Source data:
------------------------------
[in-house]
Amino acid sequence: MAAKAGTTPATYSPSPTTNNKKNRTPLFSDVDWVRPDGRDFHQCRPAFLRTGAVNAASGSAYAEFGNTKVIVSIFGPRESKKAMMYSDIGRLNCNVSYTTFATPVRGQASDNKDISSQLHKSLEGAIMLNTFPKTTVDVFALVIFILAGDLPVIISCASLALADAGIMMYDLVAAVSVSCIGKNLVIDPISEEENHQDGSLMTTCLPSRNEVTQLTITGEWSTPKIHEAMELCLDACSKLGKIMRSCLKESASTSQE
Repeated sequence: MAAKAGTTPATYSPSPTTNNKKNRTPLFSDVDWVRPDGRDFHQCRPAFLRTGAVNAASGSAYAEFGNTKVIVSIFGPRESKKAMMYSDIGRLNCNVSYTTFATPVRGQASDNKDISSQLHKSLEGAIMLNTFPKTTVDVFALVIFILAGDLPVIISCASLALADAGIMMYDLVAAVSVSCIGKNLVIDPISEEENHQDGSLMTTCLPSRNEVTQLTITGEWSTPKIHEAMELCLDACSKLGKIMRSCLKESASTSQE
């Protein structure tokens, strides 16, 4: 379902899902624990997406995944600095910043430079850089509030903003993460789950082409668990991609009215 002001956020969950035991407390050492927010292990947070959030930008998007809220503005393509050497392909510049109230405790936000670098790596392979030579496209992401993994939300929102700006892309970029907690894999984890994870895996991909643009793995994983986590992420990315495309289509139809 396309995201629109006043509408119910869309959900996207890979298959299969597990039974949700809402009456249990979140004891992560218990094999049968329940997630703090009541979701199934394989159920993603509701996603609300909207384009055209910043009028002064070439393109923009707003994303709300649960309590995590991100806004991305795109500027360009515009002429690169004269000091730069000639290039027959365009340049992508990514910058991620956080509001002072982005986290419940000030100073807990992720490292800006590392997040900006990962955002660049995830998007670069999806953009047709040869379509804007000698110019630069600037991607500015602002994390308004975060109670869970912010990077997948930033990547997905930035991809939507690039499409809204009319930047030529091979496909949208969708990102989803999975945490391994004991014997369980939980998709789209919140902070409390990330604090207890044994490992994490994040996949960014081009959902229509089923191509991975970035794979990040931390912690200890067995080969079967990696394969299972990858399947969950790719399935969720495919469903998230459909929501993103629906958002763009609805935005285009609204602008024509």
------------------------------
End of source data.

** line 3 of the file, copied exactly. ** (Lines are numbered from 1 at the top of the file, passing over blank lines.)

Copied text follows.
Repeated sequence: MAAKAGTTPATYSPSPTTNNKKNRTPLFSDVDWVRPDGRDFHQCRPAFLRTGAVNAASGSAYAEFGNTKVIVSIFGPRESKKAMMYSDIGRLNCNVSYTTFATPVRGQASDNKDISSQLHKSLEGAIMLNTFPKTTVDVFALVIFILAGDLPVIISCASLALADAGIMMYDLVAAVSVSCIGKNLVIDPISEEENHQDGSLMTTCLPSRNEVTQLTITGEWSTPKIHEAMELCLDACSKLGKIMRSCLKESASTSQE